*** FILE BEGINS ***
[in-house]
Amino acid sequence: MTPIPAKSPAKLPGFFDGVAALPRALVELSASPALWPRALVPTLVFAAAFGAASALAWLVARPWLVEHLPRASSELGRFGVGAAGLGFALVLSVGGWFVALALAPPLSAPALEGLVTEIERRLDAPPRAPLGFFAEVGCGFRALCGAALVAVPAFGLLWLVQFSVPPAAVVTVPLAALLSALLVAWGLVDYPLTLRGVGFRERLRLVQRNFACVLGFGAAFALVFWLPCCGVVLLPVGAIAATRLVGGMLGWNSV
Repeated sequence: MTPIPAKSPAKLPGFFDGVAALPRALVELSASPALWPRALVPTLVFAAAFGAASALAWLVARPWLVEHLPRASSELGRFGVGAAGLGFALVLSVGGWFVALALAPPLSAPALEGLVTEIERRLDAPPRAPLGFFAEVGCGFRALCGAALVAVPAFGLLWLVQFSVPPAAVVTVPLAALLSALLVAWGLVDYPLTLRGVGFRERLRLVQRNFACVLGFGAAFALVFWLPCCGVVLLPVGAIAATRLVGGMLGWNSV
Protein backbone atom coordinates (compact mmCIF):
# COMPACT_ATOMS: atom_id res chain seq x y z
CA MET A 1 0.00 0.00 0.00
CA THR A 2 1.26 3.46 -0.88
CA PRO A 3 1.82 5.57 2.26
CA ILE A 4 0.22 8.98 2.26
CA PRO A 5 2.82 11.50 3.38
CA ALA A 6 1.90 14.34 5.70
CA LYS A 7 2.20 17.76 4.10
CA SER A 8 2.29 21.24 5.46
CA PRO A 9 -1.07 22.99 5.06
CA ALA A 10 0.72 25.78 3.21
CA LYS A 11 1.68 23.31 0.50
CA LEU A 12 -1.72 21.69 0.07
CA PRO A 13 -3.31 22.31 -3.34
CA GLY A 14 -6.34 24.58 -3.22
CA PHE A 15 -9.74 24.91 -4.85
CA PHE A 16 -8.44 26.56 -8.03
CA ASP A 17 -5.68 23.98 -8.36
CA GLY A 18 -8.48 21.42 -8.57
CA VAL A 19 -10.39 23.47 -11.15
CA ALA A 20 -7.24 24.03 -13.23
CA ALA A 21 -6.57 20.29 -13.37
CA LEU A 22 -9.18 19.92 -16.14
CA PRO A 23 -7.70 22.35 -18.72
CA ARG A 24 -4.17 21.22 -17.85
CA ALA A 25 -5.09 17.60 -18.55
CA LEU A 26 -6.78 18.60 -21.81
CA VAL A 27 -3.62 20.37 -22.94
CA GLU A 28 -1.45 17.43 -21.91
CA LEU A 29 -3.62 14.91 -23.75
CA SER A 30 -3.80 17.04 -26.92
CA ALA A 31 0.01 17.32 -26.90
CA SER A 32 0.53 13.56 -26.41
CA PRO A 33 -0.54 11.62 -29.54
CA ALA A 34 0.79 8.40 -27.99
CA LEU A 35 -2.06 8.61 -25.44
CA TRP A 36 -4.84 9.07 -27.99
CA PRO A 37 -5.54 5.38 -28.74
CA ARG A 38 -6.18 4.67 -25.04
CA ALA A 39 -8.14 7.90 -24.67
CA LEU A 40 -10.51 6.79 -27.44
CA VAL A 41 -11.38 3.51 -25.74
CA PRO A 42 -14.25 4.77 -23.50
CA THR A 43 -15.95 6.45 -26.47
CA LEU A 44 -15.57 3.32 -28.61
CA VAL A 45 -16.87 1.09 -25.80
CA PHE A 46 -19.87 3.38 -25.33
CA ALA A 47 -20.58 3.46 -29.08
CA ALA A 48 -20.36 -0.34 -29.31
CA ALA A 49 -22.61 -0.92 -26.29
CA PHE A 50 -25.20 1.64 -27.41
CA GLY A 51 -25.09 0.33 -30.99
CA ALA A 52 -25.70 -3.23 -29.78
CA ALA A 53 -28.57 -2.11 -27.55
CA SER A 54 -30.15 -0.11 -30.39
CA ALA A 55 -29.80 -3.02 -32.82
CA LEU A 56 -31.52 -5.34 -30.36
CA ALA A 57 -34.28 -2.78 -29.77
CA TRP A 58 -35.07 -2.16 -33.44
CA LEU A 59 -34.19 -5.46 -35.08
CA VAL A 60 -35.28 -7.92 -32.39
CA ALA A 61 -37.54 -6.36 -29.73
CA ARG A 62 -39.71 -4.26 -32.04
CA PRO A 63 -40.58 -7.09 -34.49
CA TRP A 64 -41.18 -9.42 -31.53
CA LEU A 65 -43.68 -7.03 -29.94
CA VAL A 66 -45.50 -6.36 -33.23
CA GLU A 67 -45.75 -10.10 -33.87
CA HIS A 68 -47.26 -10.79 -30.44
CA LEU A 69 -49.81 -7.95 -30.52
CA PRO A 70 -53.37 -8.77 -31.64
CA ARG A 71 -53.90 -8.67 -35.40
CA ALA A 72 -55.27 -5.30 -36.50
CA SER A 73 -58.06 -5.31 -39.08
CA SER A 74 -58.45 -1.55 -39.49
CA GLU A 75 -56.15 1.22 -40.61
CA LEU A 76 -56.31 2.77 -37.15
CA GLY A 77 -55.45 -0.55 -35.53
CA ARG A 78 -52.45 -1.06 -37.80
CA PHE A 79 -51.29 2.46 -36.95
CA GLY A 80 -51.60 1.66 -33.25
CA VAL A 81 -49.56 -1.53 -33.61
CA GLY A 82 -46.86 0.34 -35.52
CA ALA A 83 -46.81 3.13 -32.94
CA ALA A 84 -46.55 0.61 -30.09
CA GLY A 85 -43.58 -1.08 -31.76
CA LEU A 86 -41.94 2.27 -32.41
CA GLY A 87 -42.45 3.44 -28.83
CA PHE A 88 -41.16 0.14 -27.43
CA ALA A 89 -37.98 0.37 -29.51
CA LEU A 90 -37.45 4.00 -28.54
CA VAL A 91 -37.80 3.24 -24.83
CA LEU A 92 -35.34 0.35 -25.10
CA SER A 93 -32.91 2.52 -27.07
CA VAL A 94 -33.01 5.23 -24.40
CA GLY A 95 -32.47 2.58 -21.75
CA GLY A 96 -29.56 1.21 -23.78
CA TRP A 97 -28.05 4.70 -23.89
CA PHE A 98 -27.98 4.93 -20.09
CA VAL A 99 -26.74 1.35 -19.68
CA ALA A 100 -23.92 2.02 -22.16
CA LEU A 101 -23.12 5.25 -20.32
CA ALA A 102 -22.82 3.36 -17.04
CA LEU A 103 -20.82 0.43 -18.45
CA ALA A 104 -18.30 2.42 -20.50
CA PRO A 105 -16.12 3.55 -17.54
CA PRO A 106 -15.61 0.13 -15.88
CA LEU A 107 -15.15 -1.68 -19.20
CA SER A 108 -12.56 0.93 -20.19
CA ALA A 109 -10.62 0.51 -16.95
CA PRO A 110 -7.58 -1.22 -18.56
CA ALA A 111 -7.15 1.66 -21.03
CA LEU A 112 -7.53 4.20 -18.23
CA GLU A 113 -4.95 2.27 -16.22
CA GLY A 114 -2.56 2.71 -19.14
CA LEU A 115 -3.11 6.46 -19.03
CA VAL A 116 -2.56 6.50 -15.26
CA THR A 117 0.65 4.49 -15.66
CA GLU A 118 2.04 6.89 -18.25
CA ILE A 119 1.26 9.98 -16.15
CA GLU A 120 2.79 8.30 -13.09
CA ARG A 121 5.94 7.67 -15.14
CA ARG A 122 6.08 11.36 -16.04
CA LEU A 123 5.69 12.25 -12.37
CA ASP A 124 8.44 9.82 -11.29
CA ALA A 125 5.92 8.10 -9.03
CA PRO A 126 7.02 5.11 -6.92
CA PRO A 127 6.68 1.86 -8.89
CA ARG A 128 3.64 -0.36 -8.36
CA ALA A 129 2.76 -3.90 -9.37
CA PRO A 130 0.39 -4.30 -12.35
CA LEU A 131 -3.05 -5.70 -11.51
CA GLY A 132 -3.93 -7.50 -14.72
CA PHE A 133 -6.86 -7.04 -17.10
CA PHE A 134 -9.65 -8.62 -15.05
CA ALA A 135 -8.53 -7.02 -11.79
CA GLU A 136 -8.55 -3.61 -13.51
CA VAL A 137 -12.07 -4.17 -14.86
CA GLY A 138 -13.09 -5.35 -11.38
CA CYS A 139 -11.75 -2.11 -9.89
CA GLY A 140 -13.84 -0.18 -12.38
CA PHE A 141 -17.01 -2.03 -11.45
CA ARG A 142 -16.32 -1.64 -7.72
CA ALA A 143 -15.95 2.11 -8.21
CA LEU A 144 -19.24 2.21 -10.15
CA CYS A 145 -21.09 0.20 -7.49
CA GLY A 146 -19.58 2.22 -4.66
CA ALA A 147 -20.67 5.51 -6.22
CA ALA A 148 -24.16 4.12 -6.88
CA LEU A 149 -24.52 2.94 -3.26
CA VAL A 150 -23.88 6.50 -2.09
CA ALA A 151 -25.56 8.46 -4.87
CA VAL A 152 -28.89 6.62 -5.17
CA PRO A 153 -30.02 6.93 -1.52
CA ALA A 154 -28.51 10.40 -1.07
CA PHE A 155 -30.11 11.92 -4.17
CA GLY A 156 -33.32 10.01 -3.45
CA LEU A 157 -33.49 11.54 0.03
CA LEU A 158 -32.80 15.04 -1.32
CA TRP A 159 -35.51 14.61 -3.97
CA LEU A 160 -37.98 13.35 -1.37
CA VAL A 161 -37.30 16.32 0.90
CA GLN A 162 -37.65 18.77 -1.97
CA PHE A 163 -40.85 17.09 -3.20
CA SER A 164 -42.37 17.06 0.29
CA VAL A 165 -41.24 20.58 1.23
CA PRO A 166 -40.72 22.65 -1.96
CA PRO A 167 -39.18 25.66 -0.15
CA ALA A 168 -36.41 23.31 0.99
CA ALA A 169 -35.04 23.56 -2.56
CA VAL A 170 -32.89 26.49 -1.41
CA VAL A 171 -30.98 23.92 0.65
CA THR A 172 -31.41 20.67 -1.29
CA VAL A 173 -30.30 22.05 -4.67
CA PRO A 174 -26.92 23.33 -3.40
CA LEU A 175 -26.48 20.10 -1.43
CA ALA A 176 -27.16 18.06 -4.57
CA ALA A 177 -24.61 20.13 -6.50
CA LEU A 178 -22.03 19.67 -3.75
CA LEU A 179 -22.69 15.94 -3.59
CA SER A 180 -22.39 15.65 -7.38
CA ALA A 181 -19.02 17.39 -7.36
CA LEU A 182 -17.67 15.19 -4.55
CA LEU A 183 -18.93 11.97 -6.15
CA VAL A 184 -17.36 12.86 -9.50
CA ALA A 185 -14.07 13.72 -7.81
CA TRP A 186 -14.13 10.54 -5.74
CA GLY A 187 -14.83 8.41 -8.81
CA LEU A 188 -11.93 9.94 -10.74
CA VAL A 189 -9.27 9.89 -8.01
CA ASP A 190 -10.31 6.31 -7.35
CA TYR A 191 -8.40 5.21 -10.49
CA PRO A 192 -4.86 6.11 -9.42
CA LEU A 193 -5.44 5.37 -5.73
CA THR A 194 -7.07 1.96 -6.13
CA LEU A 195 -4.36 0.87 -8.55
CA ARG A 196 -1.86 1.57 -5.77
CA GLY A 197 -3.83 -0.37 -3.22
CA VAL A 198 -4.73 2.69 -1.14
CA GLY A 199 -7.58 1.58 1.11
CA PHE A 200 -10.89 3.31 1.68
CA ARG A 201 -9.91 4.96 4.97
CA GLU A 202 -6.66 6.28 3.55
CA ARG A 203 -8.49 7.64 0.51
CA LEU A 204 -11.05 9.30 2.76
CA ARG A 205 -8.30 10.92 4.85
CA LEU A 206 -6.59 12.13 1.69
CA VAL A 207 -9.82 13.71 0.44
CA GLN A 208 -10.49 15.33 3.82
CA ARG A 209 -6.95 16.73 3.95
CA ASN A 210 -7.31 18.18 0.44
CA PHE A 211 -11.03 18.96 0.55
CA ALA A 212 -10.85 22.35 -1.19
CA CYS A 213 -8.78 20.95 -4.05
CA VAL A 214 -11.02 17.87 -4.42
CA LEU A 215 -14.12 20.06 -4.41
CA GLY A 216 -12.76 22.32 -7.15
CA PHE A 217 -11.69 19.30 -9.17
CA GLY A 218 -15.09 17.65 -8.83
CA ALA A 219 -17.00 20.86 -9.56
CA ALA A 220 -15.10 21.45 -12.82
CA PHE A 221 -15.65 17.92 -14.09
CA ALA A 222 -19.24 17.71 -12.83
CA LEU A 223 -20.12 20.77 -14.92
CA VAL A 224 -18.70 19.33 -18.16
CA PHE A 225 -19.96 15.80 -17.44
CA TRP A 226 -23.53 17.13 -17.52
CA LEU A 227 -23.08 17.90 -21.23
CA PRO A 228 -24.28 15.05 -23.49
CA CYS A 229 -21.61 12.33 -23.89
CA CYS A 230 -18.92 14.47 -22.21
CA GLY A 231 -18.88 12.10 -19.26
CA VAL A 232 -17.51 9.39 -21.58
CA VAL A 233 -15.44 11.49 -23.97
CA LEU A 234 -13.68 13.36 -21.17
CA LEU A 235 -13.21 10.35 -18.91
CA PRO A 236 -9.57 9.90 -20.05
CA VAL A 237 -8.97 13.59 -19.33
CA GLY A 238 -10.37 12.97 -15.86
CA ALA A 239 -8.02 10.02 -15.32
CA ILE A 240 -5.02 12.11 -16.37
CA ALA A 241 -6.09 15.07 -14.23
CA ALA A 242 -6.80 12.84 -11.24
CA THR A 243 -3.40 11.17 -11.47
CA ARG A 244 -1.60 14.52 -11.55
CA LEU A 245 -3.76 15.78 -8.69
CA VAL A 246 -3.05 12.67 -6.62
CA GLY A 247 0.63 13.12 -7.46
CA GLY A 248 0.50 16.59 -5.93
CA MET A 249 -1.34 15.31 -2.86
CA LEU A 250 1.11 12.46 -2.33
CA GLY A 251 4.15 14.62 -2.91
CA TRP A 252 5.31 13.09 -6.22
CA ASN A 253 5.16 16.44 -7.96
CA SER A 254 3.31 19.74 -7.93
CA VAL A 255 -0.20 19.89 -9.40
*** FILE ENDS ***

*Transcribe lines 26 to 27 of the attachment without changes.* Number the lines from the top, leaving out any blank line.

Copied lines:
CA ALA A 21 -6.57 20.29 -13.37
CA LEU A 22 -9.18 19.92 -16.14